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Indonesia’s new ‘second home visa’, set to launch at Christmas, will allow tourists to stay for 10 years in places such as Bali (pictured). Photo: Shutterstock

Bali in mind as Indonesia offers 10-year second home visas – if you have US$129,000 in the bank

  • Bali plans to draw digital nomads and wealthy retirees with Indonesia offering tourist visas that last up to 10 years for those with US$129,000 in funds
  • The visa’s launch – the policy takes effect at Christmas – coincides with a rebound in tourist arrivals and comes ahead of the G20 Summit in Bali
Asia travel

Indonesia has entered the race to attract wealthy global citizens for long-term stays in bolstering growth of Southeast Asia’s largest economy with a focus on its trump card: Bali.

A new “second home visa” of five years and 10 years are eligible for those possessing at least 2 billion rupiah (US$129,000) in their bank accounts, according to a new regulation issued on October 25.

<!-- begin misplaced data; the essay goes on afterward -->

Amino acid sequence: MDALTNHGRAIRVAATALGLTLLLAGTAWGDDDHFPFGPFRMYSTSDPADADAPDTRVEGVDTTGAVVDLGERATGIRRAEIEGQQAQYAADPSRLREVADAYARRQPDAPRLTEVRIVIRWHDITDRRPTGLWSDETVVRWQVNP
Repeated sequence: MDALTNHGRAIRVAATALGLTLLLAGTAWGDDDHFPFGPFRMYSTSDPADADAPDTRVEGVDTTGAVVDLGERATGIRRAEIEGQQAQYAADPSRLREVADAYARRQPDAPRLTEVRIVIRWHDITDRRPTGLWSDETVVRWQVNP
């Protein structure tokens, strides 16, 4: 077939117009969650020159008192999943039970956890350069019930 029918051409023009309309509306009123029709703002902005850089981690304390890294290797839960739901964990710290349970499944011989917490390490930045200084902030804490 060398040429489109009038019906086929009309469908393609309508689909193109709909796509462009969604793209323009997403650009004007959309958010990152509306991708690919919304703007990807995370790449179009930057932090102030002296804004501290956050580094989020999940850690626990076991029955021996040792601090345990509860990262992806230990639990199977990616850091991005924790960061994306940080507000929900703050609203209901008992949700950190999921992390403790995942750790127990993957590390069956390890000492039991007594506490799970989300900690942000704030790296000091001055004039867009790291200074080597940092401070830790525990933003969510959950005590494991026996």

The policy takes effect at Christmas, or 60 days after the issuance of the new rule.

“This is a non-fiscal incentive for certain foreigners to make a positive contribution to the Indonesian economy,” said acting director general for immigration Widodo Ekatjahjana during a launch ceremony on the resort island.
Tourists shopping at Ubud Market in Bali, Indonesia. Photo: Shutterstock

Indonesia adds to a list of countries, from Costa Rica to Mexico, offering long-term stays to lure professionals, retirees and other affluent people.

All are seeking to tap into a growing demand for migration options as legions of educated workers, known as digital nomads, look to use their new-found freedom after the pandemic to keep doing their job remotely.

Bali’s back – but so are the ‘trashy tourists’

Indonesia floated plans for a digital nomad visa in 2021, focused on attracting visitors to Bali, the nation’s top destination for international holidaymakers and a major source of foreign exchange earnings.

The timing of the launch coincides with the sharp rebound in foreign tourist arrivals to Indonesia as airlines like Garuda Indonesia resume international flights, and the coming G20 Summit in Bali in November, which is expected to put the international spotlight on the island on top of bringing in tens of thousands of delegates.